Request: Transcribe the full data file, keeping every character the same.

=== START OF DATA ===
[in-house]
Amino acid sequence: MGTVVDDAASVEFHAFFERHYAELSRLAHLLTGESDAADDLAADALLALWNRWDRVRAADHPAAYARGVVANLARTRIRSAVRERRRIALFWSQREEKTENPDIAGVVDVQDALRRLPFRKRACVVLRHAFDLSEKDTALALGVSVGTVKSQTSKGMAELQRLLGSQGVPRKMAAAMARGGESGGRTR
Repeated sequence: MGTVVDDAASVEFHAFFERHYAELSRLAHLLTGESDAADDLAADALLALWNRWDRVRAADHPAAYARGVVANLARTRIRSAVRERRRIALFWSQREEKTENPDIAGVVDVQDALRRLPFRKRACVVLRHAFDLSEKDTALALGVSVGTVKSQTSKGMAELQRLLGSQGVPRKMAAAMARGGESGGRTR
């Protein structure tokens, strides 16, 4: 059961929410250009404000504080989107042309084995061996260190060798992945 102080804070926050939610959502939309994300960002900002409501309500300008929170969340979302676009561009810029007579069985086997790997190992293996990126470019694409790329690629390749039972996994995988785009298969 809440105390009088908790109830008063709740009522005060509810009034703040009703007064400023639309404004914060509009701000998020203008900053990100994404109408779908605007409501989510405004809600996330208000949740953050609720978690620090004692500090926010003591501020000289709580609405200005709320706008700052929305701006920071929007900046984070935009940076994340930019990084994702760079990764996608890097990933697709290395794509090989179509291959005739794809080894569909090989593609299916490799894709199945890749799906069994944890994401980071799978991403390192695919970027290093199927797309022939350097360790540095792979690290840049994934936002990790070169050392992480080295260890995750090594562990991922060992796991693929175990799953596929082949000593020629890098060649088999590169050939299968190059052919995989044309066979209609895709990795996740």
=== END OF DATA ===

[in-house]
Amino acid sequence: MGTVVDDAASVEFHAFFERHYAELSRLAHLLTGESDAADDLAADALLALWNRWDRVRAADHPAAYARGVVANLARTRIRSAVRERRRIALFWSQREEKTENPDIAGVVDVQDALRRLPFRKRACVVLRHAFDLSEKDTALALGVSVGTVKSQTSKGMAELQRLLGSQGVPRKMAAAMARGGESGGRTR
Repeated sequence: MGTVVDDAASVEFHAFFERHYAELSRLAHLLTGESDAADDLAADALLALWNRWDRVRAADHPAAYARGVVANLARTRIRSAVRERRRIALFWSQREEKTENPDIAGVVDVQDALRRLPFRKRACVVLRHAFDLSEKDTALALGVSVGTVKSQTSKGMAELQRLLGSQGVPRKMAAAMARGGESGGRTR
């Protein structure tokens, strides 16, 4: 059961929410250009404000504080989107042309084995061996260190060798992945 102080804070926050939610959502939309994300960002900002409501309500300008929170969340979302676009561009810029007579069985086997790997190992293996990126470019694409790329690629390749039972996994995988785009298969 809440105390009088908790109830008063709740009522005060509810009034703040009703007064400023639309404004914060509009701000998020203008900053990100994404109408779908605007409501989510405004809600996330208000949740953050609720978690620090004692500090926010003591501020000289709580609405200005709320706008700052929305701006920071929007900046984070935009940076994340930019990084994702760079990764996608890097990933697709290395794509090989179509291959005739794809080894569909090989593609299916490799894709199945890749799906069994944890994401980071799978991403390192695919970027290093199927797309022939350097360790540095792979690290840049994934936002990790070169050392992480080295260890995750090594562990991922060992796991693929175990799953596929082949000593020629890098060649088999590169050939299968190059052919995989044309066979209609895709990795996740």